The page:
“Wasn’t all worship once contemporary?”
I’ve thought for a good while that using “traditional” and “contemporary” to describe different worship formats was pretty confusing. One of the things the “contemporary” worship apologists like to throw back in my face is that all worship, usually referring to music for worship, was once contemporary.
They do have a point, of course, and it bothers me. We all know that “contemporary” doesn’t mean “like the music you hear on the radio.” It simply means something occurring in the present, something that’s happening now.
Well then, no matter what your liturgy looks like, all corporate worship is contemporary, because it’s happening now. Of course, the profundity of Christian worship is much broader; it’s not just that we’re all there worshiping together, but that in the liturgy, we are participating with the church triumphant and the church that is yet to come.
But in terms of discussions about worship, particularly discussions for thinking people, saying “contemporary” isn’t really helpful. After all, there are plenty of new hymns being written today, hymns that would be perfectly at home in most any traditional Christian liturgy. So, those hymns are contemporary worship, right?
Well, no, and here’s where the term really becomes unhelpful. People who insist on hearing “contemporary” worship don’t just want new hymns, they want so-called “worship” songs in a marketable format. They want jesusy music that will sell to indiscriminate masses of people, many of whom feel they love Jesus, but have no idea how his church has historically worshiped him. And from my experience, most of those folks don’t even care about their own ignorance.
“Pop” Go the Worship Weasels
Back to the jesusy pop music for a minute. I have really only used the term “contemporary” to describe worship because I used to think it saved us all a lot of time. I thought everyone knew what I was talking about. I’m not sure about that anymore. I probably answer a comment every day about how historic Christian worship was not contemporary in its day in the sense contemporary worship is contemporary in our own day.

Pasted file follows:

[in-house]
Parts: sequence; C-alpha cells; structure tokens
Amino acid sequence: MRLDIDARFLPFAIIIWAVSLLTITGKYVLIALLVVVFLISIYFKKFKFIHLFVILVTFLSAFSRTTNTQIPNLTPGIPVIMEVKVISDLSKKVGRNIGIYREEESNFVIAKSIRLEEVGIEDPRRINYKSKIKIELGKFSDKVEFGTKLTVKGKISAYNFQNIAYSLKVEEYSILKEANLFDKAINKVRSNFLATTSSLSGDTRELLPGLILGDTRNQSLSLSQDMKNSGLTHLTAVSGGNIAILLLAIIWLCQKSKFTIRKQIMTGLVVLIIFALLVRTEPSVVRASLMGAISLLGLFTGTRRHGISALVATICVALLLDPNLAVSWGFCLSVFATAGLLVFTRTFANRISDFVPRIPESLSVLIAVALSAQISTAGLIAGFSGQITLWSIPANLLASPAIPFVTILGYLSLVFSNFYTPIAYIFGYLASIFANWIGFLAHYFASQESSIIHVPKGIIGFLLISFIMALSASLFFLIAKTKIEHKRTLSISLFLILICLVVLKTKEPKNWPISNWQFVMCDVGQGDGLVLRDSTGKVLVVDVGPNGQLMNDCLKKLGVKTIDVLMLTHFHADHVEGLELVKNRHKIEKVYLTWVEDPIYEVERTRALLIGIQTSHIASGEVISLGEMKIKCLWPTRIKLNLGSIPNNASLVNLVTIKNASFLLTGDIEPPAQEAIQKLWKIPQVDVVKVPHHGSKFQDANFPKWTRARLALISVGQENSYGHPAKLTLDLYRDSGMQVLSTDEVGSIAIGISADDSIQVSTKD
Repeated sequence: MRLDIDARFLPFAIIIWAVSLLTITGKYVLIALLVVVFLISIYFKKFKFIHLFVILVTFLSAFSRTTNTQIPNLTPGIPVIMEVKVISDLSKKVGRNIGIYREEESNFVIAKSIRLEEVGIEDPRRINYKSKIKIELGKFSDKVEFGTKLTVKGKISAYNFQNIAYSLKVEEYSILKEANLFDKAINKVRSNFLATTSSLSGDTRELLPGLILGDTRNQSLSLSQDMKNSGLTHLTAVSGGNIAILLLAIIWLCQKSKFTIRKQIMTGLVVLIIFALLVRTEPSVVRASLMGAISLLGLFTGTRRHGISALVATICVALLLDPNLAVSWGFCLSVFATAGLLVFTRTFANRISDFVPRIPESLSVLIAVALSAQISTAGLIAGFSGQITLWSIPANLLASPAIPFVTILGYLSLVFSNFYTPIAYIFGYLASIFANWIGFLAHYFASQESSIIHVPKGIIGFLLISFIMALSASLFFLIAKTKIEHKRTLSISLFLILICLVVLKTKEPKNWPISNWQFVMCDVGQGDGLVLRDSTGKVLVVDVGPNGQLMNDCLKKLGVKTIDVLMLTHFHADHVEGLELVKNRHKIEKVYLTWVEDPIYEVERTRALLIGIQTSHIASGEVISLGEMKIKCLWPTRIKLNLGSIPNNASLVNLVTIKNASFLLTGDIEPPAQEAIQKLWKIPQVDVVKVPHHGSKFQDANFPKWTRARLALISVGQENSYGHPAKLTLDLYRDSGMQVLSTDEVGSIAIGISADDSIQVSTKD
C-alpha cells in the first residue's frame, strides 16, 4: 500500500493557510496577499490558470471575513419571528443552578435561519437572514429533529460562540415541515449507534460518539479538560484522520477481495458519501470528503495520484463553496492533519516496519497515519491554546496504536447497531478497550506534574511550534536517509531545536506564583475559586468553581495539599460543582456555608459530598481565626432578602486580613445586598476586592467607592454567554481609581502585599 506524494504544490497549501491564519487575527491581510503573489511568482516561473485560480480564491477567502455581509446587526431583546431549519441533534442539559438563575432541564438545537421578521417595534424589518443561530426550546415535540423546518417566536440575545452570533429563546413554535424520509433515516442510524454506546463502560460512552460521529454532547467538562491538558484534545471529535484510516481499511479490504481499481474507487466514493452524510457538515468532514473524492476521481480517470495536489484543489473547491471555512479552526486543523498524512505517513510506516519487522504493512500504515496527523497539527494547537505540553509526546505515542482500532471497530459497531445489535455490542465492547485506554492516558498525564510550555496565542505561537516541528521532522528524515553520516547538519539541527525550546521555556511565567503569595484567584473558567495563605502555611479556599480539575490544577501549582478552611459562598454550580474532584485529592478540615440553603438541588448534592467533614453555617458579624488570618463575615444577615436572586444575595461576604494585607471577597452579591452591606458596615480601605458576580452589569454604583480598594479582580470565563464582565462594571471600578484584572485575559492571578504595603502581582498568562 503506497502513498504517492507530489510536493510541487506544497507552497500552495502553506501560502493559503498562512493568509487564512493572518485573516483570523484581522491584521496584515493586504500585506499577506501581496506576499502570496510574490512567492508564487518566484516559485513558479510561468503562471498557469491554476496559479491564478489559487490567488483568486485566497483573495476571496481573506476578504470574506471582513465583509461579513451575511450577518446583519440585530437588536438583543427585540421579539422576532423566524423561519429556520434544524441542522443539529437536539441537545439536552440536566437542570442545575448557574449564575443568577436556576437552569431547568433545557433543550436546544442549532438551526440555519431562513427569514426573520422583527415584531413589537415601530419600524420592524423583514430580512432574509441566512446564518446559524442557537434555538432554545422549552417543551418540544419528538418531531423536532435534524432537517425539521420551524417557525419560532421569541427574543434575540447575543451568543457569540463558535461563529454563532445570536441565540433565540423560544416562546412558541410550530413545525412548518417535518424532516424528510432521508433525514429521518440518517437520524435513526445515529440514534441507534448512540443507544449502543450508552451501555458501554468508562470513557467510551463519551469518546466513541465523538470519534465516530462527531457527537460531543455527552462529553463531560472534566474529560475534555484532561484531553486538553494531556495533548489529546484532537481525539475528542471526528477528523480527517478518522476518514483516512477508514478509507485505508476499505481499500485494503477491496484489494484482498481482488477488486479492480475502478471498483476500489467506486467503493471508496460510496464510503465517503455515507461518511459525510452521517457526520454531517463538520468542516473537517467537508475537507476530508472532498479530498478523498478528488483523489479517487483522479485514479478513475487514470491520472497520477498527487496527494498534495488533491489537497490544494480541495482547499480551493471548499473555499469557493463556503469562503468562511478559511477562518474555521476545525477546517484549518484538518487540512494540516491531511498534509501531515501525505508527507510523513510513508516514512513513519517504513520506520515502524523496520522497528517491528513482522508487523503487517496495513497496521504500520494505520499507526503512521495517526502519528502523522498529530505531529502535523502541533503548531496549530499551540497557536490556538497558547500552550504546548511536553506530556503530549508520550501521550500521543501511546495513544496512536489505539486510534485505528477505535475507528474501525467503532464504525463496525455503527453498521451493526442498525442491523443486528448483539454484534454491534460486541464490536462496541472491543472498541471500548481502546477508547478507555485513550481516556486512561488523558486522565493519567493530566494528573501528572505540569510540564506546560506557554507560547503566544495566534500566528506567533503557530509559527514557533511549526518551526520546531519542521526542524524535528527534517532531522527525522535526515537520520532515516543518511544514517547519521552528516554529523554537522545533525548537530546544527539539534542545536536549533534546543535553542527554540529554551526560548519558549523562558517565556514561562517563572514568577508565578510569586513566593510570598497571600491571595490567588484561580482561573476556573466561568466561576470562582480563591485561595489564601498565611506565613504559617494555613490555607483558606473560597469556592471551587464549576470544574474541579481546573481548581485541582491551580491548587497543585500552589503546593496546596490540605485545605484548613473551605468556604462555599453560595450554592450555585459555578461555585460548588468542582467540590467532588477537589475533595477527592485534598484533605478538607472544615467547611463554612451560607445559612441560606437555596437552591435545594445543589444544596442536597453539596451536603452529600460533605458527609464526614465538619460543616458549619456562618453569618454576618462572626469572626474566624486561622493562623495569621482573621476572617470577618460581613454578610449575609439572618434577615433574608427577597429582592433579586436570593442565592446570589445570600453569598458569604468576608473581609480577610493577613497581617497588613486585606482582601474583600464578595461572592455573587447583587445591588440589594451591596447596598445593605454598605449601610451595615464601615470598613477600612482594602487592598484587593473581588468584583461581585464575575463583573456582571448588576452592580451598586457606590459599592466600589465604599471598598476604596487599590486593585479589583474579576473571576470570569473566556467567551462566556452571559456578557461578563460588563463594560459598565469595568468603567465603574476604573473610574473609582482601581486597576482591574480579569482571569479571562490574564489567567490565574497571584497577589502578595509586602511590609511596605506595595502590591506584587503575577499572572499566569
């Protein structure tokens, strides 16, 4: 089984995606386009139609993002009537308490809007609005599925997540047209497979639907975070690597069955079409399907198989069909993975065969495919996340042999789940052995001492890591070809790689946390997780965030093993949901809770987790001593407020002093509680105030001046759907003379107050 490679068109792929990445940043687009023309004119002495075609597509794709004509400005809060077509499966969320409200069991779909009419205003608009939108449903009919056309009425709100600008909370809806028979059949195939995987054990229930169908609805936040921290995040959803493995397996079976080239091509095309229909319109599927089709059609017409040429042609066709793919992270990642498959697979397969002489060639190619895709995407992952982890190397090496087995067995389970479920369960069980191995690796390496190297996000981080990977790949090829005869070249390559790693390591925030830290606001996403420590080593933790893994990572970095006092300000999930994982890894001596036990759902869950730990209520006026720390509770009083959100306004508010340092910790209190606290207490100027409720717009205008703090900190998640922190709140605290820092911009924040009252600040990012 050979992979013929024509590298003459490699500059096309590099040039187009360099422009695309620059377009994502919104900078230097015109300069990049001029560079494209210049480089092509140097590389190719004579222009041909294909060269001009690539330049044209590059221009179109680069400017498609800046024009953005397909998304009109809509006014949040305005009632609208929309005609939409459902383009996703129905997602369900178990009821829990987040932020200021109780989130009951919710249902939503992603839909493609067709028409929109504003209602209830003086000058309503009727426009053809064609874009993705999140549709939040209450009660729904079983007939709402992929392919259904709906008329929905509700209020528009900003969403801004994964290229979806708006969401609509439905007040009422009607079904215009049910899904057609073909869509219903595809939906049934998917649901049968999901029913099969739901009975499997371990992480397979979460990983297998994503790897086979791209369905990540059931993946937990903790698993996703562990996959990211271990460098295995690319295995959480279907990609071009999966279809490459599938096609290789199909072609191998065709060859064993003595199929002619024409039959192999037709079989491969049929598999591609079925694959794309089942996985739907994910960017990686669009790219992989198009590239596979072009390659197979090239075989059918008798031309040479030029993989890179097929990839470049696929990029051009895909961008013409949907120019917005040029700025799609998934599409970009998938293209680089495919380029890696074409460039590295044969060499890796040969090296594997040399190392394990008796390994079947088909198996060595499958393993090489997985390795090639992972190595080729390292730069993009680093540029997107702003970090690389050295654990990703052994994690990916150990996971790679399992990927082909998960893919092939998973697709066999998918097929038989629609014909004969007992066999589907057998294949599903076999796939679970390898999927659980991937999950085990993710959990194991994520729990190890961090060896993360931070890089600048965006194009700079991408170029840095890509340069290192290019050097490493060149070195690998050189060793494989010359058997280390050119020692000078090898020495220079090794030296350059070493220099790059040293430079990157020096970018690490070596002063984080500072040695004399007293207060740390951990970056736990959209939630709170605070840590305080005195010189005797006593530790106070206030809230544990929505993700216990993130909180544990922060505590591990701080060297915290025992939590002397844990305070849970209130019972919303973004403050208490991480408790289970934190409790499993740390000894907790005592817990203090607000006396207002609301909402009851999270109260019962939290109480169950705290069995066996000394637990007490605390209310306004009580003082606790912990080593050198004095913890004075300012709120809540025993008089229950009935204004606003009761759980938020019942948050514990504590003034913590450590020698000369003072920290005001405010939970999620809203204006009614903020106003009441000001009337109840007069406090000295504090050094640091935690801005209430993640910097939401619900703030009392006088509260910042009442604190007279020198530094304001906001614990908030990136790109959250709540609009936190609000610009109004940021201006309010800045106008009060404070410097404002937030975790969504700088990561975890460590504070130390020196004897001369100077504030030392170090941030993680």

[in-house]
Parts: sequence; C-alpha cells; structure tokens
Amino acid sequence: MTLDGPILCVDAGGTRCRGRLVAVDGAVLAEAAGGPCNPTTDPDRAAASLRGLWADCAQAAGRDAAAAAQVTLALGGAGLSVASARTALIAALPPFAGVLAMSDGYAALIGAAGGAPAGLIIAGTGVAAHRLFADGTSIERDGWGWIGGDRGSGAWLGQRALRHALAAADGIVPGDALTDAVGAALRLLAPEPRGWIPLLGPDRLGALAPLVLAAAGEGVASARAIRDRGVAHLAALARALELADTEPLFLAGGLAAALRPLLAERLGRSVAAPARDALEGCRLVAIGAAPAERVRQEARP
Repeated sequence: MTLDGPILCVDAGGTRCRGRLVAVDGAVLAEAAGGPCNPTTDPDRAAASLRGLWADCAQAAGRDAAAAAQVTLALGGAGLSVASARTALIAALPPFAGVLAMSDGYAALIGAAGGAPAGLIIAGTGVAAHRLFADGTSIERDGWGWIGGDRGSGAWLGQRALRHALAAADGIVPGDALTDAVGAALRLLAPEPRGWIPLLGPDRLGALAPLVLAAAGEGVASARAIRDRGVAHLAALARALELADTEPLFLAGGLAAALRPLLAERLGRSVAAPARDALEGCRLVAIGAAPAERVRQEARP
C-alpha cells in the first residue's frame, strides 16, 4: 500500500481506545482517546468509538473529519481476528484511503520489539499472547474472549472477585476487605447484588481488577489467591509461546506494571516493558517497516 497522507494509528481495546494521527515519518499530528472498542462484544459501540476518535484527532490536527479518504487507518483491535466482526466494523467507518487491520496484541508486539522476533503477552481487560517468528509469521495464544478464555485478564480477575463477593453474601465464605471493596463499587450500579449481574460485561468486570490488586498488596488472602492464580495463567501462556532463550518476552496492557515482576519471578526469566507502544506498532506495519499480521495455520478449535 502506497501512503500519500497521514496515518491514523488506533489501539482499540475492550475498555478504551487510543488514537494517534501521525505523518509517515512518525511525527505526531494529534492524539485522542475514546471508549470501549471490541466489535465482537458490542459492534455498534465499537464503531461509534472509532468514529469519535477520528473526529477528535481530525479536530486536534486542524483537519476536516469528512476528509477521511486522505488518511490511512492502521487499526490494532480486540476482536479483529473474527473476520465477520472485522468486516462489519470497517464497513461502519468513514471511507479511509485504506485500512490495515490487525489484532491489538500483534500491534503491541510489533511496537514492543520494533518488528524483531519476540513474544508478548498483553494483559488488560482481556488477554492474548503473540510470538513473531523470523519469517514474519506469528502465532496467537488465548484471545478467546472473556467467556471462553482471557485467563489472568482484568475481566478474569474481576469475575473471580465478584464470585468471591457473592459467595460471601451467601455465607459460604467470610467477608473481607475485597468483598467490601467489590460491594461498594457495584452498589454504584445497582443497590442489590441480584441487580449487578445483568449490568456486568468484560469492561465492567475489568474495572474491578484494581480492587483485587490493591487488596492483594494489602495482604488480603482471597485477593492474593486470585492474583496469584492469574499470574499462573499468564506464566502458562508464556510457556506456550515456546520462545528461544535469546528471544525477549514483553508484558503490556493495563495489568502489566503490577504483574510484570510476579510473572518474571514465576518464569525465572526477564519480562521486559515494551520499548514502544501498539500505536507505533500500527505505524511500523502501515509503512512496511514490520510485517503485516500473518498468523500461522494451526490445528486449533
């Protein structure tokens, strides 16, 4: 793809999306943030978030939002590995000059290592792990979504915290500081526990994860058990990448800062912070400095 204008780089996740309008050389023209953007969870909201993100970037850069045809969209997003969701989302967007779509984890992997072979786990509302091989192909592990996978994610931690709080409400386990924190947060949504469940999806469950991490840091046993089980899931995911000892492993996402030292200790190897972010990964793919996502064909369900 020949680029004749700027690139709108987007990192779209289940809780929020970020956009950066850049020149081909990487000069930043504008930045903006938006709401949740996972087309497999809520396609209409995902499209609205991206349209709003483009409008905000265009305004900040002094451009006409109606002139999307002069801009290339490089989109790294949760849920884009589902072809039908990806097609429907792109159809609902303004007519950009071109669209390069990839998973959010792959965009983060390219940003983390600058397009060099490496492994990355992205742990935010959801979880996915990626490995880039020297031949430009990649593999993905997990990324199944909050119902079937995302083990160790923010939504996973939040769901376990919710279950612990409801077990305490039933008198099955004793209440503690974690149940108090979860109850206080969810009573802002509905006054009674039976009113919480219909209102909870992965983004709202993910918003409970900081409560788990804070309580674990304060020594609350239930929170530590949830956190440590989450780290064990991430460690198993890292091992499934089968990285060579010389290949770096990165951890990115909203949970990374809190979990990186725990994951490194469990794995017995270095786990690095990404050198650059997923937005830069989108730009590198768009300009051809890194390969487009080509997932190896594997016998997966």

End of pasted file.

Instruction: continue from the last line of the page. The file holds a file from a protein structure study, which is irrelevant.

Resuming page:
For centuries, the church sang its own creations. In fact, the popular music of the day, both art music and what we might now call “folk” music, generally emerged from the church. While there was certainly some amount of cross-borrowing going on, the music used in the church was designed specifically for the church. It wasn’t some knock-off of contemporary culture. And it sure as heck wasn’t peddled by a worship industry with the goal of making money.
Basically, the liturgy wasn’t bound to follow the trends of the day. Church music was its own thing. While this began to erode during the Sunday School hymnody craze in the day of folks like Fanny Crosby, Charles Gabriel, and Robert Lowry, what we’re seeing today is a whole new thing. Until the Australian influence of the 80s and 90s, and the subsequent rise of record empires growing out of McCongregations like Hillsong, Bethel, Gateway, and Elevation, church was never bound to the entertainment trends of the prevailing culture.
And now those entertainment trends have completely taken over in many denominations, and they continue to devour any semblance of historic Christian liturgy wherever they find it.
What is the little-G god these churches are worshiping? It’s Christian derivatives pop music.
So, from here on out, I’m not using the word “contemporary” anymore to talk about worship. I’m going to say “pop worship.”
It may not be the best term, and I’m sure I will find problems as I work it into my own personal discussions, but it’s a start.
Pop Worship vs. Worship
And while we’re on the subject, I’m not crazy about the term “traditional” worship. It’s a creation of the pop worship trend, anyway, because without pop worship, we wouldn’t have needed to be specific about it. It’s just worship. It’s liturgy. It might be good or bad liturgy. It might be corporate worship in Word and Table, or it might be a blue-haired all-request hour of sentimental good times, but it’s liturgy, nonetheless.
So I’m going to stop saying “traditional” worship, too. Maybe worship, liturgy, Mass, corporate prayer, or divine service, but not “traditional.”
Worship is not about taste.
It’s not about preference.
It’s not about finding a place that fits just right.
And it’s not about creating a perceived emotional connection with God through music.
Liturgy is the way the church worships. Pop music, created for solo performances or recordings, has no legitimate place in liturgy, so let’s stop using nomenclature that legitimizes it.
While we’re at it, let’s get rid of the worship smorgasbord completely.
Let’s say goodbye to traditional and contemporary worship.
Let’s go back to liturgy.